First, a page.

On the table sat a wooden box, really no more than a frame, each of its faces mostly cut away. Inside, a mesh of cables and tubes supported and fed something frighteningly complex, an upside-down pyramid, a clockwork spindle, tarnished and blackened in places.
“Mobile fabrication unit,” said Bohdan.
Stolarz looked at it blankly.
“3D printer,” the dwarf explained. “Assisted self-replication. Military grade.”
“You were in the army?”
“Artificer. First class.” Proudly tapping his chest as he said it. “Over the mountains.” He accompanied this with a nod of his head which could have included any of the lands from steppe to desert to icy tundra. “Is used to build replacement parts. Drone bits. Maybe weapons, in last resort. One shot coil gun, you know?”
Stolarz hunched down and looked in aghast fascination into the workings of the little machine. The suspended part was in constant motion, tiny motors turning the belts which dragged it this way and that. As it moved, a thin thread of colour emerged from its pointed tip. Stolarz thought of the Baker’s wife piping icing onto a cake. He reached out a hand. Bohdan caught his wrist.
“Is very delicate,” the dwarf said. “Carefully balanced. Too easy to throw out the belts. Also, is very hot.” With a stubby finger he traced the workings. “You fill hoppers here. Is heated here, pulled through here, squeezed out here.”
“The bottles and cans?”
“Yes. Is battlefield spec. Not fussy, like domestic version. Eats whatever you can find. Grind it up and put it in. Not all plastics, but most. Tin — proper tin, no aluminium — for wiring, but prefer copper. Can print basic circuits, but for most design you need extra bits.” He waved a hand at the table top which was strewn with electrical components, all apparently salvaged from electronic rubbish and all alien to Stolarz. Among them were scattered half-finished toys, arms and legs, wheels, swords and shields, wings, brightly coloured ray guns. Stolarz picked through them.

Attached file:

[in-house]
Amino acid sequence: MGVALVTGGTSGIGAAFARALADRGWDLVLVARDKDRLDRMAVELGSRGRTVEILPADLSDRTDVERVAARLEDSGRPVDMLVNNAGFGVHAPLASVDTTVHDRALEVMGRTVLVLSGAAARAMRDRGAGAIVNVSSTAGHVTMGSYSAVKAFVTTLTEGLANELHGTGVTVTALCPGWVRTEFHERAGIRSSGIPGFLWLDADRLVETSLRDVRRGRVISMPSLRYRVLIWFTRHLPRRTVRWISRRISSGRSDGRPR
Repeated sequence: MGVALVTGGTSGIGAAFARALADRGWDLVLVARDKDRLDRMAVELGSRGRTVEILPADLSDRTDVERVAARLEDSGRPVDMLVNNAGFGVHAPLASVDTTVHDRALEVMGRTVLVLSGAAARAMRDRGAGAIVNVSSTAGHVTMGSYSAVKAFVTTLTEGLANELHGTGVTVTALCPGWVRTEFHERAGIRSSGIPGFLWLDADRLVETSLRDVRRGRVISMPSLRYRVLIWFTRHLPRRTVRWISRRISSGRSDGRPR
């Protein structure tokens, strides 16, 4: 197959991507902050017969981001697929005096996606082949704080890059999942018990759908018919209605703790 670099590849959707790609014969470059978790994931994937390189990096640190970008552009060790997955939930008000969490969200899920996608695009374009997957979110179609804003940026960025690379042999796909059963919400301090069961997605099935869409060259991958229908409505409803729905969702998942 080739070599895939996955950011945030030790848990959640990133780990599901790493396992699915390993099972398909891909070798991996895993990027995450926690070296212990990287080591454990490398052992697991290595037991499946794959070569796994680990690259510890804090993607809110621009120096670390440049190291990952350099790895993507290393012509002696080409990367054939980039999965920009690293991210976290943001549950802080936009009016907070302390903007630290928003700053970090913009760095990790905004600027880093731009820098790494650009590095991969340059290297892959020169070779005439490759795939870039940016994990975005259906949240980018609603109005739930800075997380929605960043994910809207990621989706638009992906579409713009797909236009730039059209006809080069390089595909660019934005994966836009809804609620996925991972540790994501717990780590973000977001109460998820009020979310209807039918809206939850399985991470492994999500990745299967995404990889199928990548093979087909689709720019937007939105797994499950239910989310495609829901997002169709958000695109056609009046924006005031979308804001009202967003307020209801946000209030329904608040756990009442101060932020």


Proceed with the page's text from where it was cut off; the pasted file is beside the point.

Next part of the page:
“You designed all these?” he asked, impressed.
The dwarf laughed. “Of course not. Are from internets. For which, by way, must thank your kind neighbours baker. You are bad landlord, have no wifi.” He wagged a finger at Stolarz. “Download, slice, print. Some assembly necessary. Then, done. Toy.”
“So you’ve taken in a lodger but you aren’t charging him rent?” The line from London once again crackled with Nadzieja’s contempt.
“How can I, after all he’s done for the shop?”
“Yes. And why is that, eh? Why has he done all this for you?”
“I don’t know,” said Stolarz. He was as puzzled as his daughter.
“Don’t you think you should find out, huh? Don’t you think that might be an idea? Before he turns round and starts charging you rent.”
Stolarz sighed. “I wish your mother was here. She would know exactly what to do.”
“Then why don’t you ask her?” snapped Nadzieja. “You make it sound like she died instead of running off with the baker. They only live next door. If you want to talk with her go talk with her.”
“You’re an ol—” began the Baker’s wife, but Stolarz cut her off.
“An old fool,” he finished. “Yes, I know, I know. But what should I do?”
“You should know better than to make deals with fairy folk. No good can ever come of it.”
“Fairy folk? Who said anything about fairy folk? He isn’t a fairy, he’s a soldier.”
“And is that meant to be better? You think that a deserting squaddie is doing this out of the kindness of his heart?”